The theme for May is Strength and Honor, so I’d like to spend a little time talking about what I’m doing this month in support of it. It’s going to be a doozy, and I’m telling everyone so you can hold me accountable for doing it.
Here you’ll find a complete listing of all written articles on The Everyday Marksman. If you like an article, be sure to leave a comment and share it with someone else. If you want to keep the conversation going, be sure to check out the Community link up top.
Most field shooters, from big game hunters to military members, do not have the luxury of time to check distance, adjust sights, and take a precisely aimed shot. Knowing and using the point blank zero is a tool for helping with that.
It’s March 2020, a time when people are well and truly panicked about a virulent flu strain. Government institutions across the globe are flailing about for consequence mitigation strategies with greater or lesser success and some risk of unintended consequences.
People panic because they don’t trust established institutions to handle an emergency. Institutions lose trust because they’re corrupt, incompetent, unresponsive or some combination.
So we must ask the question: What’s a working man to do?
This challenge is deceptively simple: get your ham radio ticket. I’ve been saying over and over that the time to start learning about radio is well before there’s an actual emergency situation where it becomes required. So what better way to encourage you to get started than offering a challenge?
Today we’re taking a look at another precision rifle optic, the Athlon Ares ETR 4.5-30×56. In my opinion, someone at Athlon really did their homework with what the precisions hooting community wants and values with a tactical optic. The ETR checks all of the boxes and seems like a great all-around scope.
I don’t’ write typical “blog posts” very often, but this is one of those days. We’re well into the panic of COVID-19, and things don’t show any signs of slowing down. I wanted to take a moment to share some of my observations and lessons learned so far in this mess.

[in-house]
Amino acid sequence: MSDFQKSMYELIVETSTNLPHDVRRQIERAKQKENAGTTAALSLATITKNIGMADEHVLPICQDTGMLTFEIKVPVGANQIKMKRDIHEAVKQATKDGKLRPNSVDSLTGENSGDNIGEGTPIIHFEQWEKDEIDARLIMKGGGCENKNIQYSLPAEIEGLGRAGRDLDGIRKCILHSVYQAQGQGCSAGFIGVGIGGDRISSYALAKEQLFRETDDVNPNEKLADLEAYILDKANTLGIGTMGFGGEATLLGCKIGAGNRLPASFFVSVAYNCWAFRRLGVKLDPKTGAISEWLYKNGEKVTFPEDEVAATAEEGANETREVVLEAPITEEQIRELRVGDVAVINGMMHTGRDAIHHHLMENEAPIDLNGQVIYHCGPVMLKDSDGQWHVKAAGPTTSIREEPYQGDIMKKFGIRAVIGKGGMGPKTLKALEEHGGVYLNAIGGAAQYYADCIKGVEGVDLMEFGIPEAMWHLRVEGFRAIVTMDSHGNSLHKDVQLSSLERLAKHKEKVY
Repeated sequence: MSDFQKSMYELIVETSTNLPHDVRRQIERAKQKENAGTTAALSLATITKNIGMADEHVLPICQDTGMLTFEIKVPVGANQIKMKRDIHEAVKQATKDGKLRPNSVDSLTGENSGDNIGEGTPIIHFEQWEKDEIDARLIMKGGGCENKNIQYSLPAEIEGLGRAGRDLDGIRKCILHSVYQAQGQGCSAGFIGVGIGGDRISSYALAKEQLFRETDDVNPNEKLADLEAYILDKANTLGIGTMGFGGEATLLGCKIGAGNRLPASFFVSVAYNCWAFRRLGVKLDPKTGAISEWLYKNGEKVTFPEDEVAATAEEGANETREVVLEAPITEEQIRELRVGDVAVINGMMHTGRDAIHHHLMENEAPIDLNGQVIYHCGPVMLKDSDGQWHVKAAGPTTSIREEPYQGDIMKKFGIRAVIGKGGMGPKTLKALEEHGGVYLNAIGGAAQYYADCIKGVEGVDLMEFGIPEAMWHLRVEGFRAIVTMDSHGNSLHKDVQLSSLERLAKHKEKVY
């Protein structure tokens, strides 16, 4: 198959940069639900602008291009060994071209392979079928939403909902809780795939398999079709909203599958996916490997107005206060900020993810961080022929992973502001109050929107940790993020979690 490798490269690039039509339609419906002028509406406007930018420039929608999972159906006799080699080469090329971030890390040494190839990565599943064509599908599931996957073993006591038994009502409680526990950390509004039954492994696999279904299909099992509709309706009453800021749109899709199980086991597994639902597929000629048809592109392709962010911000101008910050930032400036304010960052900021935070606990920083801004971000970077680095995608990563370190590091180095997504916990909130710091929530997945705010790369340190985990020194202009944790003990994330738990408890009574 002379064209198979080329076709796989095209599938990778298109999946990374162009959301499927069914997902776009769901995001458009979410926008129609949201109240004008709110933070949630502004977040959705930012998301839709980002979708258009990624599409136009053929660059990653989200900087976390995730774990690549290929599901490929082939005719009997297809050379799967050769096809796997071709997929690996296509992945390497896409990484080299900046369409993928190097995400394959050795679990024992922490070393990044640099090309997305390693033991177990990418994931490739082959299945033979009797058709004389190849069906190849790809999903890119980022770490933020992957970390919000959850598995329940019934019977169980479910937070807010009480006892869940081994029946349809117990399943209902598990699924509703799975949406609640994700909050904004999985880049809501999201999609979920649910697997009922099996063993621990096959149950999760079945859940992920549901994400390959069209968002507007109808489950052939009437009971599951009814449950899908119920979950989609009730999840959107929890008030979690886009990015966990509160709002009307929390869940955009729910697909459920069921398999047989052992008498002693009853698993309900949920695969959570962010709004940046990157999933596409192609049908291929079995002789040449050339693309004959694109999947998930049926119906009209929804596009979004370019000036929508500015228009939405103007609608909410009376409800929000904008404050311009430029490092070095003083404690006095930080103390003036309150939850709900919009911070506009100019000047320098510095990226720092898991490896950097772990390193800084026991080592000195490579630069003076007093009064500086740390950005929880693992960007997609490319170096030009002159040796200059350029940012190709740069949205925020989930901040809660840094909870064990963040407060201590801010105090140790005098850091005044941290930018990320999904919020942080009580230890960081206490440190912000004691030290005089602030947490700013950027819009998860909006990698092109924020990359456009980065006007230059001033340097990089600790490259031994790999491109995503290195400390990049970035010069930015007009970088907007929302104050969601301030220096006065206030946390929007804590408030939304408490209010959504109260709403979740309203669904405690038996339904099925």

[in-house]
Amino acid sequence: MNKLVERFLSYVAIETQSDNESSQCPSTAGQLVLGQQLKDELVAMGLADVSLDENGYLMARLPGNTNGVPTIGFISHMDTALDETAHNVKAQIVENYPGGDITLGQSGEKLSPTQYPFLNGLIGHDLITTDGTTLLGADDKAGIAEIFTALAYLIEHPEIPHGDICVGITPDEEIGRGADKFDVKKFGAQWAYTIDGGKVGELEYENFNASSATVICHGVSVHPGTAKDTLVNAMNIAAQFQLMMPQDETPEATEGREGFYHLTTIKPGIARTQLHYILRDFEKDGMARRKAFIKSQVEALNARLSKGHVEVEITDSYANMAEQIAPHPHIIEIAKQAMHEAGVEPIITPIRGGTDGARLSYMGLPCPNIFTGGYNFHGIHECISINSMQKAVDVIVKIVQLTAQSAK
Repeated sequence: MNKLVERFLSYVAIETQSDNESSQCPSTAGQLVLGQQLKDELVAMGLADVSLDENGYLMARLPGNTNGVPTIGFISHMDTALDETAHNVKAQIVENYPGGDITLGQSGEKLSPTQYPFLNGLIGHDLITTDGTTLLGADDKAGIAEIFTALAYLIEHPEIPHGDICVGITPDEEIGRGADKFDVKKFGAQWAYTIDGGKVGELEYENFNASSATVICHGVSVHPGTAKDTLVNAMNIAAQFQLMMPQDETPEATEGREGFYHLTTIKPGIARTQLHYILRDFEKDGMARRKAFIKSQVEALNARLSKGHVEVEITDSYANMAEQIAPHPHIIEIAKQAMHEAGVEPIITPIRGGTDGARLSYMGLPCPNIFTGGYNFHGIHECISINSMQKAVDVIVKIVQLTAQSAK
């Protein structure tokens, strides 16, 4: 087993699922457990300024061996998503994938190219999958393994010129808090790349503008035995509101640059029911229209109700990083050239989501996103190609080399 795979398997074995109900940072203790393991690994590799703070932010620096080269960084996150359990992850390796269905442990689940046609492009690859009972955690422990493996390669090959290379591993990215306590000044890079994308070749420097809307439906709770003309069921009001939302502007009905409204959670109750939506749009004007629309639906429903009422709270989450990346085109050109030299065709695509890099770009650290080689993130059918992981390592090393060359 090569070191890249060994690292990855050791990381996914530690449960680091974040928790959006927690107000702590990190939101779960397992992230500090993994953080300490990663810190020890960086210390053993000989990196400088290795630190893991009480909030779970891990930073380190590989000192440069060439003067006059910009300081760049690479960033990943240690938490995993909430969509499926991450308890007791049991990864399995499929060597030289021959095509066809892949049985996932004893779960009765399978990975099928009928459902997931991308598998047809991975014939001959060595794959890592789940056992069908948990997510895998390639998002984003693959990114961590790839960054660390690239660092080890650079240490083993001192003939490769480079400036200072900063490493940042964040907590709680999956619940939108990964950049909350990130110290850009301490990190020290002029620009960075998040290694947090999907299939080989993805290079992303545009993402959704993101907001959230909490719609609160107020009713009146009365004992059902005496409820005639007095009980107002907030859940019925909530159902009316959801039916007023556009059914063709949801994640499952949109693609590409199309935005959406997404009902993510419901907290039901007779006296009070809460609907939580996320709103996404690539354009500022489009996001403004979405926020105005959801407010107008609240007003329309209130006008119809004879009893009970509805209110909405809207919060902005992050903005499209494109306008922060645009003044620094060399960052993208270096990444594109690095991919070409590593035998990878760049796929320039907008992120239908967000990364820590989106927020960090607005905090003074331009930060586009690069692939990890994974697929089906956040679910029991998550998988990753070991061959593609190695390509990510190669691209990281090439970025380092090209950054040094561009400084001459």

Alex, AKA Diceman624, was the first to complete the Dry Practice Challenge and he did a fantastic job writing up an After Action Review for the community. We’re reposting it to the main blog today so you can learn alongside him.
I recently got the chance to handle the Meopta Optika6 5-30×56 MRAD FFP. This optic has many features desirable to precision rifle shooting and competition. In this review, I cover the main bits you should know as well as my recommendation.
After a year of use, including range time and carry, I thought it’s time to review my almost daily companion, the CZ P07 pistol. If you’re in the market for a DA/SA polymer 9mm, then it’s definitely worth considering. But know what you’re getting yourself into first. Let’s talk.
Way back in 2011, I found myself interested in action pistol events like USPSA. I jumped in with both feet shooting matches at my local club in New Jersey where I was as a green a competitive shooter as you could find.
That led me down a long journey and several belt configurations. Let’s talk about what’s been working for me lately.
This Marksman Challenge is all about tuning up your skills through the use of disciplined and recurring dry practice (the activity formerly known as dry fire). If there is one recurring theme in every expert I’ve interviewed so far, it’s the importance of dry practice.
I am what you might call a “fan” of dry practice. I’ve written articles about it, extolled its virtues to my friends, and engaged in quite a lot of it. In 2019 I set out to do ten minutes of dry practice per day for the entire year. I did it, and I spent a little over 62 hours dry practicing, mostly with my EDC firearm.